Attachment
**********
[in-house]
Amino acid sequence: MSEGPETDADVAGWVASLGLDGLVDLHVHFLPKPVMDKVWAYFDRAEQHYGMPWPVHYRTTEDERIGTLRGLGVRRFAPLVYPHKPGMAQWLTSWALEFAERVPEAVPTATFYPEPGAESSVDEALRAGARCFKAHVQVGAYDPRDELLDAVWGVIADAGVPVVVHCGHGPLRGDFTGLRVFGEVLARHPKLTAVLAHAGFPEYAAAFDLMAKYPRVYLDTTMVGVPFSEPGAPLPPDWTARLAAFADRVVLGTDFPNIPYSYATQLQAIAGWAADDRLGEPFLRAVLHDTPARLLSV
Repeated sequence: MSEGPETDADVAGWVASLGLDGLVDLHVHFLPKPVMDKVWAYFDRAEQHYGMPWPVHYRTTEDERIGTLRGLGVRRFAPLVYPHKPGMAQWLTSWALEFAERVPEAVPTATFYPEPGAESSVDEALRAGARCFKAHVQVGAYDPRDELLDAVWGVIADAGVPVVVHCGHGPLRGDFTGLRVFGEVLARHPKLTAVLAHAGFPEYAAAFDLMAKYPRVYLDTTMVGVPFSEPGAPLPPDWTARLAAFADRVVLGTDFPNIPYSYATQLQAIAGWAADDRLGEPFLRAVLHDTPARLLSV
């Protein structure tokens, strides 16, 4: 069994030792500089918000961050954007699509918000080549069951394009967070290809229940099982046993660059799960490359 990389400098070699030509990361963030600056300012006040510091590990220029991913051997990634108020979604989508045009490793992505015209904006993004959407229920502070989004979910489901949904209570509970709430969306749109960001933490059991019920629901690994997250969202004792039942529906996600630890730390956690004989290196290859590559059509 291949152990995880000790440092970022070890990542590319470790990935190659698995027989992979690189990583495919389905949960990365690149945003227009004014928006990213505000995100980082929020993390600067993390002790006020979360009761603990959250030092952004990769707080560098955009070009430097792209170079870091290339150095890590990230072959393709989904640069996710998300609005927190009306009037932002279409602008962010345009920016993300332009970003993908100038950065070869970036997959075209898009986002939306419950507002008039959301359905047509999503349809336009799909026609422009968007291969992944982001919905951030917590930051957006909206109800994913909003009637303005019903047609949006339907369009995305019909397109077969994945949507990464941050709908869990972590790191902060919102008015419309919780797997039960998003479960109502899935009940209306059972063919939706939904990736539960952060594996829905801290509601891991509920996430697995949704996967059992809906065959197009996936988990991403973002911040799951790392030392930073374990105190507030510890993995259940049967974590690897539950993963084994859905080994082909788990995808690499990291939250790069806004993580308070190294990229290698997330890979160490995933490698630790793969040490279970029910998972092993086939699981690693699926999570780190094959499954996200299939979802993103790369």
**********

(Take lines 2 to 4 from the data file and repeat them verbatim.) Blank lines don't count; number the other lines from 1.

Amino acid sequence: MSEGPETDADVAGWVASLGLDGLVDLHVHFLPKPVMDKVWAYFDRAEQHYGMPWPVHYRTTEDERIGTLRGLGVRRFAPLVYPHKPGMAQWLTSWALEFAERVPEAVPTATFYPEPGAESSVDEALRAGARCFKAHVQVGAYDPRDELLDAVWGVIADAGVPVVVHCGHGPLRGDFTGLRVFGEVLARHPKLTAVLAHAGFPEYAAAFDLMAKYPRVYLDTTMVGVPFSEPGAPLPPDWTARLAAFADRVVLGTDFPNIPYSYATQLQAIAGWAADDRLGEPFLRAVLHDTPARLLSV
Repeated sequence: MSEGPETDADVAGWVASLGLDGLVDLHVHFLPKPVMDKVWAYFDRAEQHYGMPWPVHYRTTEDERIGTLRGLGVRRFAPLVYPHKPGMAQWLTSWALEFAERVPEAVPTATFYPEPGAESSVDEALRAGARCFKAHVQVGAYDPRDELLDAVWGVIADAGVPVVVHCGHGPLRGDFTGLRVFGEVLARHPKLTAVLAHAGFPEYAAAFDLMAKYPRVYLDTTMVGVPFSEPGAPLPPDWTARLAAFADRVVLGTDFPNIPYSYATQLQAIAGWAADDRLGEPFLRAVLHDTPARLLSV
């Protein structure tokens, strides 16, 4: 069994030792500089918000961050954007699509918000080549069951394009967070290809229940099982046993660059799960490359 990389400098070699030509990361963030600056300012006040510091590990220029991913051997990634108020979604989508045009490793992505015209904006993004959407229920502070989004979910489901949904209570509970709430969306749109960001933490059991019920629901690994997250969202004792039942529906996600630890730390956690004989290196290859590559059509 291949152990995880000790440092970022070890990542590319470790990935190659698995027989992979690189990583495919389905949960990365690149945003227009004014928006990213505000995100980082929020993390600067993390002790006020979360009761603990959250030092952004990769707080560098955009070009430097792209170079870091290339150095890590990230072959393709989904640069996710998300609005927190009306009037932002279409602008962010345009920016993300332009970003993908100038950065070869970036997959075209898009986002939306419950507002008039959301359905047509999503349809336009799909026609422009968007291969992944982001919905951030917590930051957006909206109800994913909003009637303005019903047609949006339907369009995305019909397109077969994945949507990464941050709908869990972590790191902060919102008015419309919780797997039960998003479960109502899935009940209306059972063919939706939904990736539960952060594996829905801290509601891991509920996430697995949704996967059992809906065959197009996936988990991403973002911040799951790392030392930073374990105190507030510890993995259940049967974590690897539950993963084994859905080994082909788990995808690499990291939250790069806004993580308070190294990229290698997330890979160490995933490698630790793969040490279970029910998972092993086939699981690693699926999570780190094959499954996200299939979802993103790369």